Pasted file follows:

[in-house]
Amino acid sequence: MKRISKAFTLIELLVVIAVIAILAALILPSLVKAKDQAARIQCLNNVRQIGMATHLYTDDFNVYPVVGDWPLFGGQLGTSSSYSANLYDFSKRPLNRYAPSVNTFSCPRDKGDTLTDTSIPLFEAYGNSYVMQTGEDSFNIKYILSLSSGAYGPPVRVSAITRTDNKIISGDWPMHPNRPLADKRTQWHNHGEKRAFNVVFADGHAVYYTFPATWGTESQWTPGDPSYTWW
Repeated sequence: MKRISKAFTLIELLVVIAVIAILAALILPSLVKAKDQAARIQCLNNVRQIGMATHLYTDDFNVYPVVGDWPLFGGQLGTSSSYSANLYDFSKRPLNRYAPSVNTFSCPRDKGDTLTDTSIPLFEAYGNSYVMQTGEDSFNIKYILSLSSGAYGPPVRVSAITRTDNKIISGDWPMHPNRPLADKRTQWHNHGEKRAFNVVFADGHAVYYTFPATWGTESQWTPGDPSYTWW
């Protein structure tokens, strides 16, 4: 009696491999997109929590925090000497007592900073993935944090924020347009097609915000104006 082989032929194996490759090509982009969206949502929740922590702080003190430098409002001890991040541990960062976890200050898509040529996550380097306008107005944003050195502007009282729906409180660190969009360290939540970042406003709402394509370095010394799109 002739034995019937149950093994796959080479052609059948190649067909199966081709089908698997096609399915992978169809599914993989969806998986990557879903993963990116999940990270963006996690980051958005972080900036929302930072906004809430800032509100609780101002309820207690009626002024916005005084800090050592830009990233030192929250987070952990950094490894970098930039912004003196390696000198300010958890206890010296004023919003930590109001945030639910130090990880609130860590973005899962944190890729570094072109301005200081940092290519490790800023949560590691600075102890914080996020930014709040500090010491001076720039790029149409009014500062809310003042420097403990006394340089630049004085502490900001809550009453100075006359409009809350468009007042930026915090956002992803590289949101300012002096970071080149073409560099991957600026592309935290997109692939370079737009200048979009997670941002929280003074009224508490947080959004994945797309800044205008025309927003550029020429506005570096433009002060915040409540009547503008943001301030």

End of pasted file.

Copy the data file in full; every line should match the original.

[in-house]
Amino acid sequence: MKRISKAFTLIELLVVIAVIAILAALILPSLVKAKDQAARIQCLNNVRQIGMATHLYTDDFNVYPVVGDWPLFGGQLGTSSSYSANLYDFSKRPLNRYAPSVNTFSCPRDKGDTLTDTSIPLFEAYGNSYVMQTGEDSFNIKYILSLSSGAYGPPVRVSAITRTDNKIISGDWPMHPNRPLADKRTQWHNHGEKRAFNVVFADGHAVYYTFPATWGTESQWTPGDPSYTWW
Repeated sequence: MKRISKAFTLIELLVVIAVIAILAALILPSLVKAKDQAARIQCLNNVRQIGMATHLYTDDFNVYPVVGDWPLFGGQLGTSSSYSANLYDFSKRPLNRYAPSVNTFSCPRDKGDTLTDTSIPLFEAYGNSYVMQTGEDSFNIKYILSLSSGAYGPPVRVSAITRTDNKIISGDWPMHPNRPLADKRTQWHNHGEKRAFNVVFADGHAVYYTFPATWGTESQWTPGDPSYTWW
């Protein structure tokens, strides 16, 4: 009696491999997109929590925090000497007592900073993935944090924020347009097609915000104006 082989032929194996490759090509982009969206949502929740922590702080003190430098409002001890991040541990960062976890200050898509040529996550380097306008107005944003050195502007009282729906409180660190969009360290939540970042406003709402394509370095010394799109 002739034995019937149950093994796959080479052609059948190649067909199966081709089908698997096609399915992978169809599914993989969806998986990557879903993963990116999940990270963006996690980051958005972080900036929302930072906004809430800032509100609780101002309820207690009626002024916005005084800090050592830009990233030192929250987070952990950094490894970098930039912004003196390696000198300010958890206890010296004023919003930590109001945030639910130090990880609130860590973005899962944190890729570094072109301005200081940092290519490790800023949560590691600075102890914080996020930014709040500090010491001076720039790029149409009014500062809310003042420097403990006394340089630049004085502490900001809550009453100075006359409009809350468009007042930026915090956002992803590289949101300012002096970071080149073409560099991957600026592309935290997109692939370079737009200048979009997670941002929280003074009224508490947080959004994945797309800044205008025309927003550029020429506005570096433009002060915040409540009547503008943001301030």